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Digital Exhibit on Utah’s Air Quality History Features Early Women Environmentalists

Inversion at base of Wasatch Mountains, 30 January 1962. Used by permission, Utah Historical Society.

The Wasatch Front region of Utah, home to most of the state’s population, has a long history of poor air quality and civic action to push for air quality reform. The J. Willard Marriott Library’s new digital exhibit The History of Air Quality in Utah chronicles the state’s unique air pollution problems. Utahns have been pushing for improved air quality for over a century and have battled differing sources of pollution over the years. During the early to mid-twentieth century the widespread use of coal combustion to heat homes and buildings in the Salt Lake region’s bowl-like topography created some of the worst air quality in the world (see Utah’s Air Quality History pages which includes a Utah Timeline and pages dedicated to different eras of air quality history).  While everyone wanted to breathe cleaner air, pollution impacted segments of society differently.

Women Environmentalists Led Air Quality Reform

It was women, the homemakers who bore the brunt trying to keep homes and laundry clean of soot and residue from filthy air. It was women, the mothers who nursed sick children and other family members, who witnessed first-hand the health impacts of the suffocating coal pollution. It was also women who formed clubs and other groups to push for air quality reform during the first half of the twentieth century (see Women Environmental Leadership pages). The clean air movement in the early to mid twentieth century appealed to women to join the fight for better air quality, as evident in the Has Science Solved the Smoke Nuisance? pamphlet published by Alice Merrill Horne, leader of the Smokeless Fuel Federation of Utah, circa 1935 (see full pamphlet in the Smokeless Fuel Federation of Utah page).

Illustration from “Has Science Solved the Smoke Nuisance?” pamphlet published by the Smokeless Fuel Federation of Utah, circa 1935. Used by permission, Utah Historical Society.

“Because upon women falls the task of attempting to remove the blight of dirt and smoke, they sense smoke’s damage to property, clothing, house-furnishings, houses, public buildings.”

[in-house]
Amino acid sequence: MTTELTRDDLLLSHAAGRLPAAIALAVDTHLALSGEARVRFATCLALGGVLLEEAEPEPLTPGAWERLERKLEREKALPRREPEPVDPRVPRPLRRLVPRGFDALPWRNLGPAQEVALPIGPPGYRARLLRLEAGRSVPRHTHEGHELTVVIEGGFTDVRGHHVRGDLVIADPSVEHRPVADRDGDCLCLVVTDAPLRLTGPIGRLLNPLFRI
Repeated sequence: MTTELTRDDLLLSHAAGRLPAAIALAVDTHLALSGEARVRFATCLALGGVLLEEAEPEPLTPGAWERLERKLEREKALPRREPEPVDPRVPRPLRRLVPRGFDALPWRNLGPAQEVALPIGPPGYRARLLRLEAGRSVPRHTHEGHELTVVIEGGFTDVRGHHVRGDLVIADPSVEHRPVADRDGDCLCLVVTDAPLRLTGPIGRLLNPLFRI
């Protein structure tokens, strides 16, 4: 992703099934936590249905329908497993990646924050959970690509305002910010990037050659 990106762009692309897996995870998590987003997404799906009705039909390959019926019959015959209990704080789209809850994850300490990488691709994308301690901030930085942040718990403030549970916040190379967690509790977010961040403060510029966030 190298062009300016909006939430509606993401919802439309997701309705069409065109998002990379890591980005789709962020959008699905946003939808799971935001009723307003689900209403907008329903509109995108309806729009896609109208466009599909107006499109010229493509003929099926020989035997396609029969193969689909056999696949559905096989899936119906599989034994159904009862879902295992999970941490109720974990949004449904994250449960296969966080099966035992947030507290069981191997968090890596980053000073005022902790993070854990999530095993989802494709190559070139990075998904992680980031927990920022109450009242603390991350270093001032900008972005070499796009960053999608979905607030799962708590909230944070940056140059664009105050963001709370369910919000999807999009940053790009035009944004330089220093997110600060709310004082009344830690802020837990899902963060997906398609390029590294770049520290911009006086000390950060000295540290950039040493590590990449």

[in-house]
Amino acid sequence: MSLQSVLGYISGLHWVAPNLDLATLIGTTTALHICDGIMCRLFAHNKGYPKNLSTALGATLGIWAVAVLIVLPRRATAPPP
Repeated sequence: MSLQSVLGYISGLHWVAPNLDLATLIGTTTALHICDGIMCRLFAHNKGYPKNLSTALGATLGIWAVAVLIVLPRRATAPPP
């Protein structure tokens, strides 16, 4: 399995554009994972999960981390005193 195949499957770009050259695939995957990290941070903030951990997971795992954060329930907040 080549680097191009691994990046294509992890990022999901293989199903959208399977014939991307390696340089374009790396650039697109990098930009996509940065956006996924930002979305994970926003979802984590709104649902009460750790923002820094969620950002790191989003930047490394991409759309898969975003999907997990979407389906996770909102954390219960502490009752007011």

In the early 1900s, the Ladies Literary Club, took aim at enforcing smoke abatement measures and was instrumental in creating a smoke inspection department in SLC to enforce smoke regulations in 1914. The Salt Lake Women’s Chamber of Commerce formed in 1936 with the mission to eliminate coal smoke pollution by building a processing plant in Utah to create smokeless coal. The first and only Salt Lake Women’s Chamber of Commerce President, Cornelia Sorensen Lund, led the extensive campaign on how to rid Salt Lake City of its smoke nuisance problem (see Salt Lake Women’s Chamber of Commerce page). To learn more about how women’s clubs in Utah that pushed for improved air quality, see the Women Environmentalists Timeline. The digital exhibit also features sections on a historic and modern comparison of  Innovation and Consumer Cost, looking to Utah’s Future, and more.

Salt Lake Telegram, 31 January 1914
Salt Lake Telegram, 06 March 1936
  • Mary Ann Wright
    Posted at 17:06h, 18 March Reply

    Yes, and a number of women are again leading the charge for cleaner air., some wonderful men as well. UPHE, HEAL Utah, Stop the Polluting Port, Sierra Club, Save our Canyons, Friends of the Great Salt Lake and others. have all been working hard for the past six or seven years. on the issue of breathing good air along the Wasatch Front. Wishing the EPA and State Air Quality Division were as concerned as they should be.

  • Allyson Mower
    Posted at 20:21h, 21 March Reply

    The exhibit is amazing! I hadn’t known the fuller history of poor air quality in SLC. I feel much better informed after viewing it.

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